Locating oneself in Boulter’s present is at once inescapable and impossible. Her landscapes are photographic the way memory is, the details are perfect—light catches the crest of every wave, shadows thicken at the edges of the water—but the colour is deeper, the sound is heavier, losing itself in the noise of the blood pulsing in your ears. Place is rendered so vividly that it becomes indiscernible from anywhere else, it is a shared dream, an imagined, internal ocean.

Richard Wastell’s enigmatic works render the Tasmanian landscape with such veracity that they are almost otherworldly

Richard has earned his reputation as a master of composition for large works, across multiple panels, in which elements of interest and admiration are pulled forward for artistic study. These magnified details—insects, shells, lichens, the patterned bark of tree trunks, the soft spines of a cushion plant—give Richard’s works a uniquely exaggerated first-person perspective. The artist places us where he has stood; we are irrevocably embedded in his reality, enveloped in his deep reverence for the bush.

Perspective is as much a conceptual concern as it is a formal technique for the artist, whose love of painting is paralleled only by his love for the wilderness. The works are as complex and multifaceted as any act of looking, watching, witnessing. There is a deep and dark lament in the scorching of tree ferns after the clear-felling. There is burning joy in the sun that sets the grasslands ablaze at dusk. And there is a stillness and a deep satisfaction in the rippling lakes, the smouldering campfires and the fresh-caught trout in the falling darkness of late summer.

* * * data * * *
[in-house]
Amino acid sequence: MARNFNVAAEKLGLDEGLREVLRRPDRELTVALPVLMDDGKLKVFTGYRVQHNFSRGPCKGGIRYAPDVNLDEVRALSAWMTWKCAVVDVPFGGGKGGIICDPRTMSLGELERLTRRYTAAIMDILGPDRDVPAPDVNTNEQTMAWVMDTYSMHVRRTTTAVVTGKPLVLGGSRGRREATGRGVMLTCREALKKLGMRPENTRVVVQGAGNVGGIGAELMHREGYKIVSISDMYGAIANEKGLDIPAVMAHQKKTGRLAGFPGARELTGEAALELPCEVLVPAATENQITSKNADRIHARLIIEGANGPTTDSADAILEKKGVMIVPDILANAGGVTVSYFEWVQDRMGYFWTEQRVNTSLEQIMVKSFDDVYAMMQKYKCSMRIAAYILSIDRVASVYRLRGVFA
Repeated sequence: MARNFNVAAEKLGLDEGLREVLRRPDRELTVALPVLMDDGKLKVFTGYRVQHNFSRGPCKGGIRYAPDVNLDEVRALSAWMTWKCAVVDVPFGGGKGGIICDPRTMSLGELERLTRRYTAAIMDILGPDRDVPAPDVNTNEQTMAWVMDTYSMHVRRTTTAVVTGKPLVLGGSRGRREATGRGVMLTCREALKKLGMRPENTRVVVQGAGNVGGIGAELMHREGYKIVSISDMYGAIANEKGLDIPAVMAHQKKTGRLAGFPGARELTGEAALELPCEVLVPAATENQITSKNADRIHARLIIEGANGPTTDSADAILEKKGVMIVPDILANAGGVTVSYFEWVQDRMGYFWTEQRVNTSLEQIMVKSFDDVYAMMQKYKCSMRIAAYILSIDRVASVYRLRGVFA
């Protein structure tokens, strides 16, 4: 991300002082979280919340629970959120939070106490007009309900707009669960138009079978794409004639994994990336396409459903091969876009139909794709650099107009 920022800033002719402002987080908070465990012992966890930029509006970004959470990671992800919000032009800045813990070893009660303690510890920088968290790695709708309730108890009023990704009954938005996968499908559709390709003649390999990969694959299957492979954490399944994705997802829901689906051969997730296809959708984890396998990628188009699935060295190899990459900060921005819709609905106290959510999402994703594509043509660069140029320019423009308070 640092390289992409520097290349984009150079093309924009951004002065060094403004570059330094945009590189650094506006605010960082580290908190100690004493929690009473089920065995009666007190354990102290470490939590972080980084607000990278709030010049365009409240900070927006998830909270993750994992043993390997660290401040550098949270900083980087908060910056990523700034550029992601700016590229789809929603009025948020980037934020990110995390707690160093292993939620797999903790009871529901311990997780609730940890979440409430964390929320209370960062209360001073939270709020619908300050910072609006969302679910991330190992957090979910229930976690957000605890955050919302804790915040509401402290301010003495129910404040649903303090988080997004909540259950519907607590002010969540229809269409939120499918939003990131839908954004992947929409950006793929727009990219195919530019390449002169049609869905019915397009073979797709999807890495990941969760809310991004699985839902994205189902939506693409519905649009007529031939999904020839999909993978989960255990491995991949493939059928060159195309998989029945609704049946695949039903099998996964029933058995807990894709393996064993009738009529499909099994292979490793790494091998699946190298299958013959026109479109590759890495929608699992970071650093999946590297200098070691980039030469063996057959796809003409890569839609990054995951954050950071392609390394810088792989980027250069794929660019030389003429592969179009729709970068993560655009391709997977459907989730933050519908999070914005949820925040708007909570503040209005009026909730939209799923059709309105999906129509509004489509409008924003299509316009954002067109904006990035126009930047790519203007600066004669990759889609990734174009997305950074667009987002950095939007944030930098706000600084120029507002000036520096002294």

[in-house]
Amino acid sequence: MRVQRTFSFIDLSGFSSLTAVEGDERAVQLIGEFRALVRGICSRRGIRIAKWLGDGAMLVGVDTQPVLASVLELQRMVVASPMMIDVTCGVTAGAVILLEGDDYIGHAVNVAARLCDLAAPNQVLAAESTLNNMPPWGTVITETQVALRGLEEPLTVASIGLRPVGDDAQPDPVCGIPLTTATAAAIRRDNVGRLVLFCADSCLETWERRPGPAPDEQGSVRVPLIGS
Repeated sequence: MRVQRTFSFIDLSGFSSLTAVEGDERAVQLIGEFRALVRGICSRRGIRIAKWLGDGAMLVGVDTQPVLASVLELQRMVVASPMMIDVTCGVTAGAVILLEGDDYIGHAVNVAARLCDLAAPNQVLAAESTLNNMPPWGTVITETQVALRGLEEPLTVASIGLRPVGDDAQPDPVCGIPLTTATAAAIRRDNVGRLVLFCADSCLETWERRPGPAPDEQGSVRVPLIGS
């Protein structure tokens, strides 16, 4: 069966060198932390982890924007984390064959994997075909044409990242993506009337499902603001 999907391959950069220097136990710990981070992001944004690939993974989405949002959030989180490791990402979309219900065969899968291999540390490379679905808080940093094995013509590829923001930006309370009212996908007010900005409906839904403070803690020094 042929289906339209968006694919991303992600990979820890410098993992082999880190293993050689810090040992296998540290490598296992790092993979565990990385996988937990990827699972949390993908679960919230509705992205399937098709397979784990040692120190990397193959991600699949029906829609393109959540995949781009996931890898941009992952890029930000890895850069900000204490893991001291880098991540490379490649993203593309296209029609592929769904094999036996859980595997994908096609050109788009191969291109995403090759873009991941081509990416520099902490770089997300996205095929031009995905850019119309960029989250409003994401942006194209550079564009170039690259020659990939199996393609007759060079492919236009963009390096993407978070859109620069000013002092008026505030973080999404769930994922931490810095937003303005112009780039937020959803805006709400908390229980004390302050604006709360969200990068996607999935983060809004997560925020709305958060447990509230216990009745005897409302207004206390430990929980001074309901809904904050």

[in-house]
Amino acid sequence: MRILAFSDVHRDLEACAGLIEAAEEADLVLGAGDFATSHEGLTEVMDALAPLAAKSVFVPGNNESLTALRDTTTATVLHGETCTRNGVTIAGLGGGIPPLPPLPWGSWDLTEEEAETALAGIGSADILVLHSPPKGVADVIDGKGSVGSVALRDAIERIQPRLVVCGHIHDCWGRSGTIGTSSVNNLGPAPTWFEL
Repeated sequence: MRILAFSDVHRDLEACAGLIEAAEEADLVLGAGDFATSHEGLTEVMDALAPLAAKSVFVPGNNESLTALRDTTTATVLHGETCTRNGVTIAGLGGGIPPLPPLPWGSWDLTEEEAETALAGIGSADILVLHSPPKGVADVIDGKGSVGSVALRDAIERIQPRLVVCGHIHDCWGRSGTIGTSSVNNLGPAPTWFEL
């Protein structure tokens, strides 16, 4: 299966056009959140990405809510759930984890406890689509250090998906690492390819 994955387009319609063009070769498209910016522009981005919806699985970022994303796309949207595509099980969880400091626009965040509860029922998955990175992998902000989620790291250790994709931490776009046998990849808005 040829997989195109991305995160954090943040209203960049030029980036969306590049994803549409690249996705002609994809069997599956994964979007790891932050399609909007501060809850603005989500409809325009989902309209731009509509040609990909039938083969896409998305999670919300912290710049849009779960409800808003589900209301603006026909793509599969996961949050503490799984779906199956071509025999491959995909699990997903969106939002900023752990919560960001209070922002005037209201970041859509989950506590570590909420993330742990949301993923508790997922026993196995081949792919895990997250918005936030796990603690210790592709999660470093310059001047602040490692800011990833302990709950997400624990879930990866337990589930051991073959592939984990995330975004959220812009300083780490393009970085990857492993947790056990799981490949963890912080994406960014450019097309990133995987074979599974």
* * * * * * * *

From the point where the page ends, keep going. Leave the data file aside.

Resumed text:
State of Flux Workshop is a dynamic workshop and retail space for contemporary jewellery and objects

State of Flux Workshop is a flexible, collaborative workshop and retail space run by its members. Our vision is to create a hub for connection, support and engagement within the community of contemporary art and jewellery in Tasmania. 

Our four members, Jane Hodgetts, Anna Weber, Emma Bugg and Gabbee Stolp work in studio on their independent contemporary jewellery and object practices. The workshop provides an industrious space for each of the members to work and sell their own pieces and to connect personally with their customers.  

State of Flux Workshop aspires to act as a conduit to the broader national and global community of contemporary jewellery and object makers by creating connections and engaging with other artists, workshops and galleries as well as hosting exhibitions and artist talks from local, interstate and international artists and makers.

A contemporary jewellery and object maker with 9 years of studio practice

Combining traditional Jewellery and Silversmithing hand skills with industrially designed elements, Tanja’s practice incorporates one-off commissions, production work, exhibition, competition and collaborative pieces.

An ongoing history of work in the tourism, outdoor and sustainable product industry has fostered a continuing interest in sustainability and product design of all kinds – and a working knowledge of the impact of well considered design on enhancing everyday life experiences. The hope is to create work that can be treasured for a long time to come – and in doing so, to consider not only the design and production and creation of the work itself – but also the social and environmental impacts of practice.

Shortlisted entrant for the Design Tasmania Awards 2015, 2016, 2018 and 2019.

Originally from beautiful Canberra, Tanja has lived in Sydney, Alice Springs, Darwin, Adelaide and Hobart.